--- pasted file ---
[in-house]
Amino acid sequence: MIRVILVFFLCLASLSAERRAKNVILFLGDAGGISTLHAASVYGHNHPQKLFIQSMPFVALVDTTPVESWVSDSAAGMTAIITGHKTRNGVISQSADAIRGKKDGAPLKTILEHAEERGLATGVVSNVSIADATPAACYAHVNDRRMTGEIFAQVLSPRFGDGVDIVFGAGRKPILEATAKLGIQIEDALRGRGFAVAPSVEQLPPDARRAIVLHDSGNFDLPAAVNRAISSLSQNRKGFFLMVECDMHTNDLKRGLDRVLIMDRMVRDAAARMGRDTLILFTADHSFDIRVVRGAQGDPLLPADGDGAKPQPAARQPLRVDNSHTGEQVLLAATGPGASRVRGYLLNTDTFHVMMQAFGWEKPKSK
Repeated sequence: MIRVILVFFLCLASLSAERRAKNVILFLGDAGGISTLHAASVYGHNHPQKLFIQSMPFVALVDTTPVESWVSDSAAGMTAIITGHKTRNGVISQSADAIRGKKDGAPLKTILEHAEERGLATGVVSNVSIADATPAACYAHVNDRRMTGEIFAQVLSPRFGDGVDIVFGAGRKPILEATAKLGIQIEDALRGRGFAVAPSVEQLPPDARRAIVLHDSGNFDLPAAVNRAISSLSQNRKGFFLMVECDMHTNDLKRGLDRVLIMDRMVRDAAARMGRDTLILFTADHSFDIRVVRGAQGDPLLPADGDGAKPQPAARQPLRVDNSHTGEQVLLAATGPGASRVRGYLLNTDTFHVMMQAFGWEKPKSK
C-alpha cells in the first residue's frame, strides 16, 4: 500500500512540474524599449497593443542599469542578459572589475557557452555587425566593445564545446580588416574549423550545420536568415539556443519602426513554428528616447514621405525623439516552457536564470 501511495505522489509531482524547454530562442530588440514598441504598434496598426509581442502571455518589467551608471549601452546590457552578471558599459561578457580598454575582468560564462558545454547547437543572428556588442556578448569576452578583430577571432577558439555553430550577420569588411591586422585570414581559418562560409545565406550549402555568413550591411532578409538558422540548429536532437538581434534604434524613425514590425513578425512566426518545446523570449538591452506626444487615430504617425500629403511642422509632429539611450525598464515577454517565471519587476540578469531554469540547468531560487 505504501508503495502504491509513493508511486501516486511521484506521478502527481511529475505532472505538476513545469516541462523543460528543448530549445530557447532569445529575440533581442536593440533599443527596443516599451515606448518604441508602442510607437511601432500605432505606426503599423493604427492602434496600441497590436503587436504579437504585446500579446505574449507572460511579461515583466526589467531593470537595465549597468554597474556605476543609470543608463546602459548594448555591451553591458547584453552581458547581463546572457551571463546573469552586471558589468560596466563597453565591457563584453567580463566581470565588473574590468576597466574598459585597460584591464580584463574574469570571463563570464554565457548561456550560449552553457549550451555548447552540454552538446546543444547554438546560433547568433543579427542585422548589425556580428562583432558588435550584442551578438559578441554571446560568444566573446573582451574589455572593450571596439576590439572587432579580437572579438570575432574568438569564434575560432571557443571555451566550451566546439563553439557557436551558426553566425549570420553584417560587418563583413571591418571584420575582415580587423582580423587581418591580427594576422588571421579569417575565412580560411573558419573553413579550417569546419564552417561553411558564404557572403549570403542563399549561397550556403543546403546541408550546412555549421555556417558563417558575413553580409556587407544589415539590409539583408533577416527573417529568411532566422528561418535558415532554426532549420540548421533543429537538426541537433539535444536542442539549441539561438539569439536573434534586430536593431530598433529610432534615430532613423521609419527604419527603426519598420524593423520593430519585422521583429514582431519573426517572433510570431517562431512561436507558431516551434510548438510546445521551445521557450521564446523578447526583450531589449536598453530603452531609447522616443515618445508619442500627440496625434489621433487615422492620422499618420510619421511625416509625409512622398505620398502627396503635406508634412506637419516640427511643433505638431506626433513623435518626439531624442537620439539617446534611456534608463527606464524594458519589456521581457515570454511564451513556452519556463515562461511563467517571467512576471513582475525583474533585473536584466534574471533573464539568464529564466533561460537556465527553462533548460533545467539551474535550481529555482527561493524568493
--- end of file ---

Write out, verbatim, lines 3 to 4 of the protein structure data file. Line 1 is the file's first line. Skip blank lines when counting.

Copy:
Repeated sequence: MIRVILVFFLCLASLSAERRAKNVILFLGDAGGISTLHAASVYGHNHPQKLFIQSMPFVALVDTTPVESWVSDSAAGMTAIITGHKTRNGVISQSADAIRGKKDGAPLKTILEHAEERGLATGVVSNVSIADATPAACYAHVNDRRMTGEIFAQVLSPRFGDGVDIVFGAGRKPILEATAKLGIQIEDALRGRGFAVAPSVEQLPPDARRAIVLHDSGNFDLPAAVNRAISSLSQNRKGFFLMVECDMHTNDLKRGLDRVLIMDRMVRDAAARMGRDTLILFTADHSFDIRVVRGAQGDPLLPADGDGAKPQPAARQPLRVDNSHTGEQVLLAATGPGASRVRGYLLNTDTFHVMMQAFGWEKPKSK
C-alpha cells in the first residue's frame, strides 16, 4: 500500500512540474524599449497593443542599469542578459572589475557557452555587425566593445564545446580588416574549423550545420536568415539556443519602426513554428528616447514621405525623439516552457536564470 501511495505522489509531482524547454530562442530588440514598441504598434496598426509581442502571455518589467551608471549601452546590457552578471558599459561578457580598454575582468560564462558545454547547437543572428556588442556578448569576452578583430577571432577558439555553430550577420569588411591586422585570414581559418562560409545565406550549402555568413550591411532578409538558422540548429536532437538581434534604434524613425514590425513578425512566426518545446523570449538591452506626444487615430504617425500629403511642422509632429539611450525598464515577454517565471519587476540578469531554469540547468531560487 505504501508503495502504491509513493508511486501516486511521484506521478502527481511529475505532472505538476513545469516541462523543460528543448530549445530557447532569445529575440533581442536593440533599443527596443516599451515606448518604441508602442510607437511601432500605432505606426503599423493604427492602434496600441497590436503587436504579437504585446500579446505574449507572460511579461515583466526589467531593470537595465549597468554597474556605476543609470543608463546602459548594448555591451553591458547584453552581458547581463546572457551571463546573469552586471558589468560596466563597453565591457563584453567580463566581470565588473574590468576597466574598459585597460584591464580584463574574469570571463563570464554565457548561456550560449552553457549550451555548447552540454552538446546543444547554438546560433547568433543579427542585422548589425556580428562583432558588435550584442551578438559578441554571446560568444566573446573582451574589455572593450571596439576590439572587432579580437572579438570575432574568438569564434575560432571557443571555451566550451566546439563553439557557436551558426553566425549570420553584417560587418563583413571591418571584420575582415580587423582580423587581418591580427594576422588571421579569417575565412580560411573558419573553413579550417569546419564552417561553411558564404557572403549570403542563399549561397550556403543546403546541408550546412555549421555556417558563417558575413553580409556587407544589415539590409539583408533577416527573417529568411532566422528561418535558415532554426532549420540548421533543429537538426541537433539535444536542442539549441539561438539569439536573434534586430536593431530598433529610432534615430532613423521609419527604419527603426519598420524593423520593430519585422521583429514582431519573426517572433510570431517562431512561436507558431516551434510548438510546445521551445521557450521564446523578447526583450531589449536598453530603452531609447522616443515618445508619442500627440496625434489621433487615422492620422499618420510619421511625416509625409512622398505620398502627396503635406508634412506637419516640427511643433505638431506626433513623435518626439531624442537620439539617446534611456534608463527606464524594458519589456521581457515570454511564451513556452519556463515562461511563467517571467512576471513582475525583474533585473536584466534574471533573464539568464529564466533561460537556465527553462533548460533545467539551474535550481529555482527561493524568493